Gangsters now control the lives of every citizen
Who runs this country? The government, you say? Really? Ask yourself this: who has control over your physical movements, your social and economic opportunities, your investments and your peace of mind? The answer, I’m afraid, is that this control is in the hands of the violent gangsters who are still rampaging unchecked across the land.
I wrote about the issue of security in July last year, and hoped it would be for the last time. Alas! Violent crime is still rampant. Last week’s headline incidents: a senior corporate manager is executed; a deputy police commissioner is attacked outside his house; and a former minister and his family are held hostage in their home for hours. And that’s just one week’s worth of crime news.
It beggars belief that the Narc government still seems unable to give this issue the importance it deserves. We really don’t need any police statistics to realise that we live in what is effectively a war zone. Over the past few years, nearly every single member of my extended family and circle of friends has been involved in a violent attack of some sort or other. If you, the average reader of this column, carry out the same assessment I wager it will be true for you as well. Statistically, this tells us that the situation is truly out of control. When nearly everyone you know has been affected by violent crime, you know we’re in deep trouble.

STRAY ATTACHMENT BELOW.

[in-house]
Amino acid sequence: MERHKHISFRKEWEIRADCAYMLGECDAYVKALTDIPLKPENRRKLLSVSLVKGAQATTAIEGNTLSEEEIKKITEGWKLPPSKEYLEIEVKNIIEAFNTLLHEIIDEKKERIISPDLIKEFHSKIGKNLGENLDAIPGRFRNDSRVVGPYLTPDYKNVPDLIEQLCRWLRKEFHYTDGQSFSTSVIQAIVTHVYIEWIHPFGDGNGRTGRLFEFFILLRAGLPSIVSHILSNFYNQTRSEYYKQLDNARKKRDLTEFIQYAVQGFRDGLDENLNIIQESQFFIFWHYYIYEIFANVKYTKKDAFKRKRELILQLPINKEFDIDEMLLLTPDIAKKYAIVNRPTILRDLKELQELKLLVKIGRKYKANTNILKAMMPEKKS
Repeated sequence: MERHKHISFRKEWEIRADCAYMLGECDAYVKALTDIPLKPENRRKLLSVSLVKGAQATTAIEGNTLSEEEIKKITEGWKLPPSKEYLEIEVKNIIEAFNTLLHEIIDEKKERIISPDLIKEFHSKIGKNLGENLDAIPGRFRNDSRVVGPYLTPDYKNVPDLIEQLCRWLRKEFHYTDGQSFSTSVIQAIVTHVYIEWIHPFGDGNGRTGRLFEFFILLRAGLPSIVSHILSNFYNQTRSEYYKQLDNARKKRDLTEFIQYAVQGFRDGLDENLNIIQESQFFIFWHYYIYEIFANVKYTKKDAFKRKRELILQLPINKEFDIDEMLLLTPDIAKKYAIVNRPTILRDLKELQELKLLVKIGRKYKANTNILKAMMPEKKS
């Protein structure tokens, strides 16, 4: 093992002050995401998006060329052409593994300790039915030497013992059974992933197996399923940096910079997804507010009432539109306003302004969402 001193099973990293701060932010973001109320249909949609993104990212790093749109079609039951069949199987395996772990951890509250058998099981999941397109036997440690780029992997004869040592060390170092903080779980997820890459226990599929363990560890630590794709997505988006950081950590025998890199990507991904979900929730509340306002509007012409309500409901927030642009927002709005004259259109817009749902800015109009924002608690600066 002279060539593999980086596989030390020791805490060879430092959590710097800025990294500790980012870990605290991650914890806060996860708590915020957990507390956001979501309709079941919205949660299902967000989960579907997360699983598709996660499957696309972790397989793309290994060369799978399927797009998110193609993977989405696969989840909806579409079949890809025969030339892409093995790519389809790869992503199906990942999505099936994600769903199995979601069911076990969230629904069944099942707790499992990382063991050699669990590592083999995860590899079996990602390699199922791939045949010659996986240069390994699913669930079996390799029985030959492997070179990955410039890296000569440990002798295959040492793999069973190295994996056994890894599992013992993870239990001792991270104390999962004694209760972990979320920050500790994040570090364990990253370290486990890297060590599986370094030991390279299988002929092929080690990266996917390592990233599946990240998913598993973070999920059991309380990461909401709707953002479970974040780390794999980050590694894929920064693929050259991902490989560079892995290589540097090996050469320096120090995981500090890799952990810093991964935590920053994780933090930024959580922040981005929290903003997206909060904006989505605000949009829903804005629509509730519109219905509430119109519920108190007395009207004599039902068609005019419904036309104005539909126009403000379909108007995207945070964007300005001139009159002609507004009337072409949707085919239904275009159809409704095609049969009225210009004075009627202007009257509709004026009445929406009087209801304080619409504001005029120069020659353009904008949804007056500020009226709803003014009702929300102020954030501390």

But does the government know it? It shows us no evidence that it does. We do not need smug and smiling ministers telling us about committees, sub-committees and 10-year plans; we need action! And we need it now. How many more random deaths are necessary? How many more skilled and gifted people need to leave the country for safer pastures? How many more victims need to carry the psychological scars of trauma through the rest of their lives? What will it take, an attack on Citizen No. 1 before this government wakes up?